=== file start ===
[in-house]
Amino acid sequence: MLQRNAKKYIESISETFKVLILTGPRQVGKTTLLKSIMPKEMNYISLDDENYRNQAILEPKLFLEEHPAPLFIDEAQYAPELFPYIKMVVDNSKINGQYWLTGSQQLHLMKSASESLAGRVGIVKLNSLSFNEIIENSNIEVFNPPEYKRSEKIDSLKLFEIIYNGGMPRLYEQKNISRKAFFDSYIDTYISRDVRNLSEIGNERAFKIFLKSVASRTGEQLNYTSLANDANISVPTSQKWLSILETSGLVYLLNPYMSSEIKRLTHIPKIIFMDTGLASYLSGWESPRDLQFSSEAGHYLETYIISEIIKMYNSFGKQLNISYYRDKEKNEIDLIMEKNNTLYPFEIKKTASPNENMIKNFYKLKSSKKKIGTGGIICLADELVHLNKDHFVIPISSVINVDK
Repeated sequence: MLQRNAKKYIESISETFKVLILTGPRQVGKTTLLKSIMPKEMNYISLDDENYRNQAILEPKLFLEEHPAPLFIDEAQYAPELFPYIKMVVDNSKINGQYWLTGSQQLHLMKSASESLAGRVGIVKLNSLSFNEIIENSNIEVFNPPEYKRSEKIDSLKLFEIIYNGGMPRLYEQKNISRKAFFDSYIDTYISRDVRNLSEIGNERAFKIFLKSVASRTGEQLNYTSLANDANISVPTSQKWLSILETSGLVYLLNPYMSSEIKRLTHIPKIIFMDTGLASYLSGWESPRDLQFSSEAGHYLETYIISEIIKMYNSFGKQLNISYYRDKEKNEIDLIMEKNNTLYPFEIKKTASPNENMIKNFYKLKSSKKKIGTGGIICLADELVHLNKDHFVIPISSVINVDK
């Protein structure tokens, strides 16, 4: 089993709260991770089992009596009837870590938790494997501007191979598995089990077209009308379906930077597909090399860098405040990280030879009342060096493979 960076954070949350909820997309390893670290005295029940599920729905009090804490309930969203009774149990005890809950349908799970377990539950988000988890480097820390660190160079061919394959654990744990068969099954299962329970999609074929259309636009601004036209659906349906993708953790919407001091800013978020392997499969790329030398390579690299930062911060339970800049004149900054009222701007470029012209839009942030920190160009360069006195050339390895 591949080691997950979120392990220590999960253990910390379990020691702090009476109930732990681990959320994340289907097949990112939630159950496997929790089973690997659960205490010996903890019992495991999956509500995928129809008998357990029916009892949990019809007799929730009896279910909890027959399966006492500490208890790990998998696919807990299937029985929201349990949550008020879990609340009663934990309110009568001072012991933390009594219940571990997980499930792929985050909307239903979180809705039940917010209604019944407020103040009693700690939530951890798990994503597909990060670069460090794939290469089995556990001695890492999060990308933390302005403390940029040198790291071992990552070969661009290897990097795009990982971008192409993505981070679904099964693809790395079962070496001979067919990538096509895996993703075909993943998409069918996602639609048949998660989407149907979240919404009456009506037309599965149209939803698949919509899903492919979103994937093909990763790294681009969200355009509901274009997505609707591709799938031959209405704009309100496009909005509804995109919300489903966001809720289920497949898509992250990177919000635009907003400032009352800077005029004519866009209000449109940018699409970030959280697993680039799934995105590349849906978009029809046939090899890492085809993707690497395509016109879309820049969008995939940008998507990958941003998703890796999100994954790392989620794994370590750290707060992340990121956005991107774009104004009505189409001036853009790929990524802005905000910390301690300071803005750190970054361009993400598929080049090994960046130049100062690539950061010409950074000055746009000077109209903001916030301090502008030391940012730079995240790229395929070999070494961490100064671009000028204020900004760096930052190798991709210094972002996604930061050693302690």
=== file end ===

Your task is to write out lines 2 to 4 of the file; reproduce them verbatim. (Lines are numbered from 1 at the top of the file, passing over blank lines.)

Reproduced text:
Amino acid sequence: MLQRNAKKYIESISETFKVLILTGPRQVGKTTLLKSIMPKEMNYISLDDENYRNQAILEPKLFLEEHPAPLFIDEAQYAPELFPYIKMVVDNSKINGQYWLTGSQQLHLMKSASESLAGRVGIVKLNSLSFNEIIENSNIEVFNPPEYKRSEKIDSLKLFEIIYNGGMPRLYEQKNISRKAFFDSYIDTYISRDVRNLSEIGNERAFKIFLKSVASRTGEQLNYTSLANDANISVPTSQKWLSILETSGLVYLLNPYMSSEIKRLTHIPKIIFMDTGLASYLSGWESPRDLQFSSEAGHYLETYIISEIIKMYNSFGKQLNISYYRDKEKNEIDLIMEKNNTLYPFEIKKTASPNENMIKNFYKLKSSKKKIGTGGIICLADELVHLNKDHFVIPISSVINVDK
Repeated sequence: MLQRNAKKYIESISETFKVLILTGPRQVGKTTLLKSIMPKEMNYISLDDENYRNQAILEPKLFLEEHPAPLFIDEAQYAPELFPYIKMVVDNSKINGQYWLTGSQQLHLMKSASESLAGRVGIVKLNSLSFNEIIENSNIEVFNPPEYKRSEKIDSLKLFEIIYNGGMPRLYEQKNISRKAFFDSYIDTYISRDVRNLSEIGNERAFKIFLKSVASRTGEQLNYTSLANDANISVPTSQKWLSILETSGLVYLLNPYMSSEIKRLTHIPKIIFMDTGLASYLSGWESPRDLQFSSEAGHYLETYIISEIIKMYNSFGKQLNISYYRDKEKNEIDLIMEKNNTLYPFEIKKTASPNENMIKNFYKLKSSKKKIGTGGIICLADELVHLNKDHFVIPISSVINVDK
């Protein structure tokens, strides 16, 4: 089993709260991770089992009596009837870590938790494997501007191979598995089990077209009308379906930077597909090399860098405040990280030879009342060096493979 960076954070949350909820997309390893670290005295029940599920729905009090804490309930969203009774149990005890809950349908799970377990539950988000988890480097820390660190160079061919394959654990744990068969099954299962329970999609074929259309636009601004036209659906349906993708953790919407001091800013978020392997499969790329030398390579690299930062911060339970800049004149900054009222701007470029012209839009942030920190160009360069006195050339390895 591949080691997950979120392990220590999960253990910390379990020691702090009476109930732990681990959320994340289907097949990112939630159950496997929790089973690997659960205490010996903890019992495991999956509500995928129809008998357990029916009892949990019809007799929730009896279910909890027959399966006492500490208890790990998998696919807990299937029985929201349990949550008020879990609340009663934990309110009568001072012991933390009594219940571990997980499930792929985050909307239903979180809705039940917010209604019944407020103040009693700690939530951890798990994503597909990060670069460090794939290469089995556990001695890492999060990308933390302005403390940029040198790291071992990552070969661009290897990097795009990982971008192409993505981070679904099964693809790395079962070496001979067919990538096509895996993703075909993943998409069918996602639609048949998660989407149907979240919404009456009506037309599965149209939803698949919509899903492919979103994937093909990763790294681009969200355009509901274009997505609707591709799938031959209405704009309100496009909005509804995109919300489903966001809720289920497949898509992250990177919000635009907003400032009352800077005029004519866009209000449109940018699409970030959280697993680039799934995105590349849906978009029809046939090899890492085809993707690497395509016109879309820049969008995939940008998507990958941003998703890796999100994954790392989620794994370590750290707060992340990121956005991107774009104004009505189409001036853009790929990524802005905000910390301690300071803005750190970054361009993400598929080049090994960046130049100062690539950061010409950074000055746009000077109209903001916030301090502008030391940012730079995240790229395929070999070494961490100064671009000028204020900004760096930052190798991709210094972002996604930061050693302690």